I think most data suggests a subsequent VBAC
has a slightly lower rupture risk than initial VBAC. The data is mixed on initial VBAC after more than 1 cesarean birth - but it seems to increase risk a little to have had more than 1 prior cesarean.
Most ruptures do occur during labor - but they can occur prior to labor, so one should watch for any signs of bleeding or unexplained pain.
Induction or augmentation - especially with prostaglandins - increase the risk of rupture, but unfortunately not having any of those does not guarantee no risk of rupture.
The only IRL rupture I've seen was at 28 weeks, with a prior classical scar that was not known about and a mama who used cocaine the day of her rupture. She'd actually VBAC'd with that scar twice - by arriving to the hospital in late labor with no prenatal care so her scar type was never verified. She arrived to the hospital at 28 weeks bleeding and complaining of pain and was immediately taken to the OR, and her baby survived despite the fact that the uterus had ruptured completely and her abdomen was full of blood.
I had a successful VBAC client this year that scared 10 years off the end of my life. She had a long, slow labor with a posterior baby, and finally decided on an epidural after being stuck at 8 cms for quite a while, thinking we might be heading to repeat cesarean anyway. After the epidural, though, she dilated fully and started pushing. While nearly crowning, she suddenly clutched her abdomen and started yelling "My scar, my scar"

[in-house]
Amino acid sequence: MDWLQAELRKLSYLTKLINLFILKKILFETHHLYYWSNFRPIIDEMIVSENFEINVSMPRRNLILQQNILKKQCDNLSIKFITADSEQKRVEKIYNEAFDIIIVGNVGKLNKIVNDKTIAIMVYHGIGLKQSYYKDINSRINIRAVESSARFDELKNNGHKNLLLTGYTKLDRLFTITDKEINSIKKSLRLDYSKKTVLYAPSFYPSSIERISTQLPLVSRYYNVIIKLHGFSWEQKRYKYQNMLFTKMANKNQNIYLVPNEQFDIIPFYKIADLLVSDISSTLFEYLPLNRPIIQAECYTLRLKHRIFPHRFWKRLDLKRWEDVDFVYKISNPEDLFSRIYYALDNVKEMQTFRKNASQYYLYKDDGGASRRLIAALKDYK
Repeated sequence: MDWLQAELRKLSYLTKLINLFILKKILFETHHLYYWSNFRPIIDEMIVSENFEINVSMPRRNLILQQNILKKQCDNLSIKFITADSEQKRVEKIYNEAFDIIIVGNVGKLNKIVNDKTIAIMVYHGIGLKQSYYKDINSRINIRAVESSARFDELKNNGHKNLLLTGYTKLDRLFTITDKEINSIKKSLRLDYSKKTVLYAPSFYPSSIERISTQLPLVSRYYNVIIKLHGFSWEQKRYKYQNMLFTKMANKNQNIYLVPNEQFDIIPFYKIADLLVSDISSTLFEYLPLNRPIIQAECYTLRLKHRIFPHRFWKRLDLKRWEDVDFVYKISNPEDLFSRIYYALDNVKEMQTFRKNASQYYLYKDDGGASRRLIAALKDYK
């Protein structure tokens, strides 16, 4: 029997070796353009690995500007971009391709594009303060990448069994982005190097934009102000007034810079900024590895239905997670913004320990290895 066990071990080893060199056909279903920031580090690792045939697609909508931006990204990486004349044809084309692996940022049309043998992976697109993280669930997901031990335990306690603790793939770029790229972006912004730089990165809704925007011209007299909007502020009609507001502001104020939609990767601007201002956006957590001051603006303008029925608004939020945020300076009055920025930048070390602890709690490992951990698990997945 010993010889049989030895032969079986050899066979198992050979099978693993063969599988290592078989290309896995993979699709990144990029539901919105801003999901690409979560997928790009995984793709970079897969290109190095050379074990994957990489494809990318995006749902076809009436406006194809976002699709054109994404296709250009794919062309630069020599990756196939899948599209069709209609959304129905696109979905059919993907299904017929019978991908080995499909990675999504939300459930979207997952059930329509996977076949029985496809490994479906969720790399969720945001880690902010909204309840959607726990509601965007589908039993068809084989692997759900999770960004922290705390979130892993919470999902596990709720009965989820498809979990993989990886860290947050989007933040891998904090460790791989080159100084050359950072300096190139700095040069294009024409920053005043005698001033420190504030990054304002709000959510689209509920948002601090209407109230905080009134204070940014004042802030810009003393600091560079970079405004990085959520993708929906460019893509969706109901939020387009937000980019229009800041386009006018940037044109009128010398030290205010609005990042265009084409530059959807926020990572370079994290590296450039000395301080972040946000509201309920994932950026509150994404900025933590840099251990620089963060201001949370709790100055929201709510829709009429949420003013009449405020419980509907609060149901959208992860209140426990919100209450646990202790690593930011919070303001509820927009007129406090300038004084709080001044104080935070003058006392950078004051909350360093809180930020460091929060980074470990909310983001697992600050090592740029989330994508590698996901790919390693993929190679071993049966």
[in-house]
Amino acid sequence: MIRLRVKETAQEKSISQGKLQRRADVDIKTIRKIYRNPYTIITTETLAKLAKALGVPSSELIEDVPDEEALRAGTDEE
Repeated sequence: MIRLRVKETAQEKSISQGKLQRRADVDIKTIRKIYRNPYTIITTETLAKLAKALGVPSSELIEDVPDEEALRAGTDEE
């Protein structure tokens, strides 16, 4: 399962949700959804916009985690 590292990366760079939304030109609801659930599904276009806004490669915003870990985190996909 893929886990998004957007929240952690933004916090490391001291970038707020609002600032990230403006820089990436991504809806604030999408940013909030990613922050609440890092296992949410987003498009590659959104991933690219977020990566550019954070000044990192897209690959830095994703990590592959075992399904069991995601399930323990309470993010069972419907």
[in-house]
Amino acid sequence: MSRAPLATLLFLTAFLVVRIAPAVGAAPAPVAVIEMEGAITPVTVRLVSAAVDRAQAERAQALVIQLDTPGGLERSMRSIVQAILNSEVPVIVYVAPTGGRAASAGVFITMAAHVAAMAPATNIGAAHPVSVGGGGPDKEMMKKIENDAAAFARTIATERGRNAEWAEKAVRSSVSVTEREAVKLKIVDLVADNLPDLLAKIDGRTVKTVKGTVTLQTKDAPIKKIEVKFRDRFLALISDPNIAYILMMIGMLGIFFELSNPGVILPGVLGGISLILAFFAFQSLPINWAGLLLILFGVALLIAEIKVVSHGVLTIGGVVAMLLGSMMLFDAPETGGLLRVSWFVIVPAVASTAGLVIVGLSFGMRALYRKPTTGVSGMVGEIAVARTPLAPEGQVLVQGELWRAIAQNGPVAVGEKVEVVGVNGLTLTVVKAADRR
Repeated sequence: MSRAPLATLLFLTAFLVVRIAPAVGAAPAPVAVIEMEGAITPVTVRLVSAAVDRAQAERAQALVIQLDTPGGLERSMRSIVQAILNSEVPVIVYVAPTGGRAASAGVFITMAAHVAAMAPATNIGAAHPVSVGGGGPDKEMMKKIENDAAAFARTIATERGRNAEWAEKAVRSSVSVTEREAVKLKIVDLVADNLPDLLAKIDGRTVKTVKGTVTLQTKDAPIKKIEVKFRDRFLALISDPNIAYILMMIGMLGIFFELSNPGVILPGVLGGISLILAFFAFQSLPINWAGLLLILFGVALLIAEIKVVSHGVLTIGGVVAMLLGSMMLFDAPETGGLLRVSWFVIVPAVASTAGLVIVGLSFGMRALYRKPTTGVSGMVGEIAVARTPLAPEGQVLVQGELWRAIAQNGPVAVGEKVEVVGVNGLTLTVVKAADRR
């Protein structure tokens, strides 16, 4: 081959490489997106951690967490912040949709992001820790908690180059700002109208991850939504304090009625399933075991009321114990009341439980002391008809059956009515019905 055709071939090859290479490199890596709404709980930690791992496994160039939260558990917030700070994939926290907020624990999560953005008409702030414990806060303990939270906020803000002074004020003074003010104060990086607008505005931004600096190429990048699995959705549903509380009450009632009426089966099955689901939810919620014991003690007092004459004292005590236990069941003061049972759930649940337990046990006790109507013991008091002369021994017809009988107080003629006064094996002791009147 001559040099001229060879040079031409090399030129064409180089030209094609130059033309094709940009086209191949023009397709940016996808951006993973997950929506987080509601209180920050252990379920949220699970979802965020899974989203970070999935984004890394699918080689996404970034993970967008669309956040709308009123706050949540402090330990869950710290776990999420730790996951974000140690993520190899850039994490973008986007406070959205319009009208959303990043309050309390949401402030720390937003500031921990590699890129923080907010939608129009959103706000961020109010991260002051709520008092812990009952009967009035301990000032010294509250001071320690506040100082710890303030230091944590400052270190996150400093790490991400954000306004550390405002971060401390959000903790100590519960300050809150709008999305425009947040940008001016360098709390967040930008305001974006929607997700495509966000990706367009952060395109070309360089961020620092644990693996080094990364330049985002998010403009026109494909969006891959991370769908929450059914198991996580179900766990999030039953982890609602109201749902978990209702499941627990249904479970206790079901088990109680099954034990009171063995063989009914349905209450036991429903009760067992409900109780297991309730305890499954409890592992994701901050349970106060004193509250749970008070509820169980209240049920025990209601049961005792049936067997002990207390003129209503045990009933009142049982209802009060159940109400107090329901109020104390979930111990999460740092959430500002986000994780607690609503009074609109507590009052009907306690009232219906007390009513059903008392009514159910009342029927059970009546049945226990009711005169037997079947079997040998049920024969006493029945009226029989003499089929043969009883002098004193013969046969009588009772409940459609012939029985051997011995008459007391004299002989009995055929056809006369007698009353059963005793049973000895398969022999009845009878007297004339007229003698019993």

: My OB back up was in house and came immediately, and we agreed it would be faster to forcep the baby than go to surgery. Baby was born straight posterior (which was the reason for her first cesarean) by forceps and perfectly healthy. Turned out there was likely no rupture, as she had no bleeding, no pain after the baby was out, and there were no fetal heart rate abnormalities. Looking back later, the mama thought that what had happened was as the baby moved lower, her epidural was not working as well and she started being able to feel contractions in the front again and that is what she interpreted as scar pain. After labor was over, she felt that the pain at the end was actually the same as the pain earlier before she'd had an epidural. But man, you just can't ignore someone clutching their scar and screaming that it hurts. Except for this one birth, I've never had a rupture with a client IRL, and never gone to repeat cesarean for fear of rupture, so this experience was unique and quite scary.